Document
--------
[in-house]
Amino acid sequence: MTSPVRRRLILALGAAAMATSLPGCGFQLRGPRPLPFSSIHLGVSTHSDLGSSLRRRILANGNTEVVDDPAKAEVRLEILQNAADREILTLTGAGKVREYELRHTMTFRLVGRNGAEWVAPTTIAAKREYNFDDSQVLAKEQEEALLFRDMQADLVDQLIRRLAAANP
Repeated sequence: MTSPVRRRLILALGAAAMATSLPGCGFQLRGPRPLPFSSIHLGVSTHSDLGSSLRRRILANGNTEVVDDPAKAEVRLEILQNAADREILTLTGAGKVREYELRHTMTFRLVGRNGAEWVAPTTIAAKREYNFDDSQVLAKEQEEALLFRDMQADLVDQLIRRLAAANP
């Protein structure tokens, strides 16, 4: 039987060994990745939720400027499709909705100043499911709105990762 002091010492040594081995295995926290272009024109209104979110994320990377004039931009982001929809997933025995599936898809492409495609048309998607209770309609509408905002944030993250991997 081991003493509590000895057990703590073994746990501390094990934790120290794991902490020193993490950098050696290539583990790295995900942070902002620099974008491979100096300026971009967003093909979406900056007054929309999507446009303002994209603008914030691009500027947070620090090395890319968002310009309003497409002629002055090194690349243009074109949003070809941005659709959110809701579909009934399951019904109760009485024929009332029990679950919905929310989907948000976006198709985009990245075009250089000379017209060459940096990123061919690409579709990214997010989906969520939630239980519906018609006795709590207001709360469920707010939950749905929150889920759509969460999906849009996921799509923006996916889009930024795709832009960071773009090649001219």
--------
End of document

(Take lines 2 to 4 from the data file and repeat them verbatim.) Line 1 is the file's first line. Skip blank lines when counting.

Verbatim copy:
Amino acid sequence: MTSPVRRRLILALGAAAMATSLPGCGFQLRGPRPLPFSSIHLGVSTHSDLGSSLRRRILANGNTEVVDDPAKAEVRLEILQNAADREILTLTGAGKVREYELRHTMTFRLVGRNGAEWVAPTTIAAKREYNFDDSQVLAKEQEEALLFRDMQADLVDQLIRRLAAANP
Repeated sequence: MTSPVRRRLILALGAAAMATSLPGCGFQLRGPRPLPFSSIHLGVSTHSDLGSSLRRRILANGNTEVVDDPAKAEVRLEILQNAADREILTLTGAGKVREYELRHTMTFRLVGRNGAEWVAPTTIAAKREYNFDDSQVLAKEQEEALLFRDMQADLVDQLIRRLAAANP
């Protein structure tokens, strides 16, 4: 039987060994990745939720400027499709909705100043499911709105990762 002091010492040594081995295995926290272009024109209104979110994320990377004039931009982001929809997933025995599936898809492409495609048309998607209770309609509408905002944030993250991997 081991003493509590000895057990703590073994746990501390094990934790120290794991902490020193993490950098050696290539583990790295995900942070902002620099974008491979100096300026971009967003093909979406900056007054929309999507446009303002994209603008914030691009500027947070620090090395890319968002310009309003497409002629002055090194690349243009074109949003070809941005659709959110809701579909009934399951019904109760009485024929009332029990679950919905929310989907948000976006198709985009990245075009250089000379017209060459940096990123061919690409579709990214997010989906969520939630239980519906018609006795709590207001709360469920707010939950749905929150889920759509969460999906849009996921799509923006996916889009930024795709832009960071773009090649001219």